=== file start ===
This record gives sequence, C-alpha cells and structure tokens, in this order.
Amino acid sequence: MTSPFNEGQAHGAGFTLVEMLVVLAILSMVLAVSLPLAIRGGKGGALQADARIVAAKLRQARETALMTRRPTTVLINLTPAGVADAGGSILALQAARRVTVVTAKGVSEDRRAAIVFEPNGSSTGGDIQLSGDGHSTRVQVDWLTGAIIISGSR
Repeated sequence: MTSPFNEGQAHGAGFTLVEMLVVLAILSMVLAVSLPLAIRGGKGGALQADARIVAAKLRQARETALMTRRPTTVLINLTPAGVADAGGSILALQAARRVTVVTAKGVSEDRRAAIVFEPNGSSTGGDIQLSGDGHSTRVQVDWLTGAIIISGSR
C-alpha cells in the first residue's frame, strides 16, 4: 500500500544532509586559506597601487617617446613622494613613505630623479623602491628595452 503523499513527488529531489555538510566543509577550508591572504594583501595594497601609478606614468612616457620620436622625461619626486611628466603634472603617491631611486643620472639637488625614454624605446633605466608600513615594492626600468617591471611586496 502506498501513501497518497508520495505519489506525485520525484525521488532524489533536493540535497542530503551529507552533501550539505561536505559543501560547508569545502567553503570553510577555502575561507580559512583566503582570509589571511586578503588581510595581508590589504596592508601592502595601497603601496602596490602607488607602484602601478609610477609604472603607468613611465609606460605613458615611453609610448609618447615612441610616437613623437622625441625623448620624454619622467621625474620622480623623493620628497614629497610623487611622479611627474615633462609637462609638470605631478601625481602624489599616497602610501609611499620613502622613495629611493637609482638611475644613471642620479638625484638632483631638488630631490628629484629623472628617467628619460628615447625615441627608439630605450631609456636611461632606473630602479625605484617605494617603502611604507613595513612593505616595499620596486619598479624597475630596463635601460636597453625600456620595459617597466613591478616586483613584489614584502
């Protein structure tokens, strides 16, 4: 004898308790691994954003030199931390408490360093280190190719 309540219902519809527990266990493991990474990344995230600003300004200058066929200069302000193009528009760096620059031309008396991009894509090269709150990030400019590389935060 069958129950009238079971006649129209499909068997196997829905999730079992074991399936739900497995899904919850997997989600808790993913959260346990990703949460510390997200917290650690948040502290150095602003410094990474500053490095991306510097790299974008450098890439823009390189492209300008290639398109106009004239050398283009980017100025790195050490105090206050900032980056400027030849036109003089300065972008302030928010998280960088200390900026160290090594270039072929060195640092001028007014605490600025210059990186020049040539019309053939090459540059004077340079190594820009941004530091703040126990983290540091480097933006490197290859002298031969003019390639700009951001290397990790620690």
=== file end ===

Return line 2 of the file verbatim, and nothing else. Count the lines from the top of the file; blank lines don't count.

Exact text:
Amino acid sequence: MTSPFNEGQAHGAGFTLVEMLVVLAILSMVLAVSLPLAIRGGKGGALQADARIVAAKLRQARETALMTRRPTTVLINLTPAGVADAGGSILALQAARRVTVVTAKGVSEDRRAAIVFEPNGSSTGGDIQLSGDGHSTRVQVDWLTGAIIISGSR